Tai Chi, The Pump For Poor Circulation


If you have poor circulation, it means that certain parts of your body are not getting enough blood, nutrients, and oxygen. This may cause a particular part of your body to experience unwanted symptoms.

When you have poor circulation, you can feel a variety of sensations like tingling, stinging, or numbness. Your muscles may cramp, or you can feel pain or a certain level of discomforts, such as having cold hands and feet. Poor circulation is typically caused by an underlying condition that may require proper attention. Consult with your doctor before you do anything.

I have cold hands and feet during the cold season, so I turn to Tai Chi to warm up. You can turn to Tai Chi to improve the movement of your body’s fluids, including your blood, lymph, synovial fluid, which is between your joints, cerebral spinal fluid, which is within the spinal column, and your interstitial fluid, which is between your cells.

Tai Chi moves the body fluids by inducing or raising the pressure of the body’s fluids. Your body essentially acts like a pump or a series of pumps. When you do Tai Chi movements, your entire spine, belly, legs, or arm can act as a pump. Internal organs, joints, and vertebrae can also act as tiny little pumps in your body.

As you continue to practice your Tai Chi, you will become very efficient at powerfully using these pumps. You can see the pumping mechanisms behind the physical movements in Tai Chi. For example, when you bend your elbow joints and then stretch out your arms, you are using the pumping mechanism to extend your arms. When you bend your knees, release the hips, and then come right back to standing, you are using the pumping action.

The pumping mechanism is also behind the energy work of Tai Chi.  The pumping action makes the flow of Chi strong and the Chi activates your body fluids to move. As your circulation increases, the strength of your Chi grows stronger.

How do you create the series of pumps within Tai Chi’s specific movements?

It starts with your mind. Focus on your mind’s intent to create the pumping action that will make your Chi flow stronger. Remember your mind moves your Chi and your Chi moves your blood. It also moves all the other body fluids.  Then the blood accumulates and creates bodily strength.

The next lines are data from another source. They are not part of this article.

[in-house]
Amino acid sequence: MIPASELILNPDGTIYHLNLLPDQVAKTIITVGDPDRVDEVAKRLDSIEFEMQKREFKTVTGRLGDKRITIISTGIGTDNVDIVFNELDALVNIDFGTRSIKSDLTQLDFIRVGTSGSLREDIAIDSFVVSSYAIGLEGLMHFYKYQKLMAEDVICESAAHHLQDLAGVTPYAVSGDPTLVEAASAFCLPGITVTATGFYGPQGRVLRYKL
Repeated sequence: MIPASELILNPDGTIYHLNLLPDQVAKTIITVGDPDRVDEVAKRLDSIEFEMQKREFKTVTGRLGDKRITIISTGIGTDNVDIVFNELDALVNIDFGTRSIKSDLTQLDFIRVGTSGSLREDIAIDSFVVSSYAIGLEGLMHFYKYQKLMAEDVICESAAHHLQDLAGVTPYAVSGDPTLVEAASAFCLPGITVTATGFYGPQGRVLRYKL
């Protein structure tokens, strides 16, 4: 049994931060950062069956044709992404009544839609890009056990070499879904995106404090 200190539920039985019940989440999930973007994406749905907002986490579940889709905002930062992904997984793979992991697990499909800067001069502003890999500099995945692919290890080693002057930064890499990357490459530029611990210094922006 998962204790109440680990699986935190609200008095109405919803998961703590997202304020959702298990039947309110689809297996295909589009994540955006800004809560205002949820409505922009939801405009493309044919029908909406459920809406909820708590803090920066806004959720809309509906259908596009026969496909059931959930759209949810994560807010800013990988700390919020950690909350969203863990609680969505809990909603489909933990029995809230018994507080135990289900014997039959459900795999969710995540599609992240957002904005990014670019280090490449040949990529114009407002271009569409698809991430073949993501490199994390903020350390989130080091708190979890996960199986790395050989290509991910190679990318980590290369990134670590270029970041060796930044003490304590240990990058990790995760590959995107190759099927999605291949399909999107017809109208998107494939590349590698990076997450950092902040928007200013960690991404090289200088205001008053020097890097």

Your mental concentration is one way to move your body fluids, in addition to your physical movements. 

There are external pumps, which are your physical movements, and there are internal pumps, which are your energetic movements.

The internal pumps don’t use muscular contractions. Instead, they use compression and the release of all the body tissues. Compression enables more blood to be pushed through the blood vessels.  It is a force that squeezes something together.  In this case, it can mean that the liquids in your body are pushed through the body like water through a pipe.

When your blood flows abundantly through your vessels, your muscles become more flexible.

Let’s do some gentle pumping actions of Tai Chi.

Stand with your feet shoulder-width apart. Release the hips, bend the knees, exhale and sink into the floor.

1. Compressing down, energize the fingers up.

2. Exhale, relax, sink back down.

3. Energize the fingers.

4. Relax back down, exhale all the way.

Let’s do this one more time.

1. Energize the fingers up.

2. Exhale, relax.

3. Energize the fingers.

4. Relax back down, exhale all the way.

The internal pumping method of Tai Chi increases the pressure within the body’s vessels and the expansion-contraction of the blood vessels is in harmony with the movement of the fluids in your body, spine, and joints.

Remember, there are two pumping mechanisms involved in the Tai Chi movements.

1. The internal pumping mechanism, which is part of Tai Chi’s deep breathing practice. Deep breathing speeds up the air exchange in the lungs. That, in turn, increases the pressure of your lungs to pump lymph fluid along in the body.

2. There’s the external mechanism of pumping, which involves the deep squeezing pressures inside the armpits and in the inguinal fold between your hips and the tops of your thighs, which the Chinese call the Kwa.  The external pumping action is also felt in the back of the knees to a certain extent, which pushes the lymph along the body.

By watching the video above, you can see the pumping action of Tai Chi in these movements.  Upon exhaling, there is a sinking of energy down your legs.  This sinking effect squeezes the feet down to the floor.  Your feet then initiate the pumping action of the Tai Chi movements.  All the pumps in your body are activated.

The pumping action works its way up to the fingers. Then you relax back down, exhale all the way. 

What if you can do tiny bends and stretches along your spine to heal your spine and neck problems?  What if you can use the pumping mechanisms of Tai Chi to loosen the membrane surrounding your spine so you can soften your body making it less brittle?

Join me for an Online Tai Chi Class and find out how.

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